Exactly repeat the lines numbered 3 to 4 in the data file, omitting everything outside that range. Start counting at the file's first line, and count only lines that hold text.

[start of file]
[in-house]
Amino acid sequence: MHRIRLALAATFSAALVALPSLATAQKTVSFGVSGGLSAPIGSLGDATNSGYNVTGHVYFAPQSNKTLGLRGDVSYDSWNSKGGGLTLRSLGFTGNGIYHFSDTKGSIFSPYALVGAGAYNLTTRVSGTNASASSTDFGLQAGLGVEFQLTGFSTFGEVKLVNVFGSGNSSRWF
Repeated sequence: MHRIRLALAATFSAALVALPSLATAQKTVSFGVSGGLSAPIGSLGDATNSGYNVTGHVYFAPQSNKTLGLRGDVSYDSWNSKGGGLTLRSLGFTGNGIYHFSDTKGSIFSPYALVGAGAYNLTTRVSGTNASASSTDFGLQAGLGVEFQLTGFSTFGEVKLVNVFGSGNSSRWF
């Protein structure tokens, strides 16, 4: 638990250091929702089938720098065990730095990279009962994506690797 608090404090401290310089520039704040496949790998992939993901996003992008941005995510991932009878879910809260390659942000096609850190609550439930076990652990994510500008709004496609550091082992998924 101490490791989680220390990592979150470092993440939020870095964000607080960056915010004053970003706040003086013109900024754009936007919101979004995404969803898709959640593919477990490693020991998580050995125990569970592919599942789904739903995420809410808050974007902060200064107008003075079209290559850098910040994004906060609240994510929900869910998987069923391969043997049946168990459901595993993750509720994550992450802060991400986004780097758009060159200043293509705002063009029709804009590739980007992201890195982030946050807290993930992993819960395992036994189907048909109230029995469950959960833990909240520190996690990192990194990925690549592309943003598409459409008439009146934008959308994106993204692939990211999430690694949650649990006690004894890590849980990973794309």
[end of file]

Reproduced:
Repeated sequence: MHRIRLALAATFSAALVALPSLATAQKTVSFGVSGGLSAPIGSLGDATNSGYNVTGHVYFAPQSNKTLGLRGDVSYDSWNSKGGGLTLRSLGFTGNGIYHFSDTKGSIFSPYALVGAGAYNLTTRVSGTNASASSTDFGLQAGLGVEFQLTGFSTFGEVKLVNVFGSGNSSRWF
């Protein structure tokens, strides 16, 4: 638990250091929702089938720098065990730095990279009962994506690797 608090404090401290310089520039704040496949790998992939993901996003992008941005995510991932009878879910809260390659942000096609850190609550439930076990652990994510500008709004496609550091082992998924 101490490791989680220390990592979150470092993440939020870095964000607080960056915010004053970003706040003086013109900024754009936007919101979004995404969803898709959640593919477990490693020991998580050995125990569970592919599942789904739903995420809410808050974007902060200064107008003075079209290559850098910040994004906060609240994510929900869910998987069923391969043997049946168990459901595993993750509720994550992450802060991400986004780097758009060159200043293509705002063009029709804009590739980007992201890195982030946050807290993930992993819960395992036994189907048909109230029995469950959960833990909240520190996690990192990194990925690549592309943003598409459409008439009146934008959308994106993204692939990211999430690694949650649990006690004894890590849980990973794309």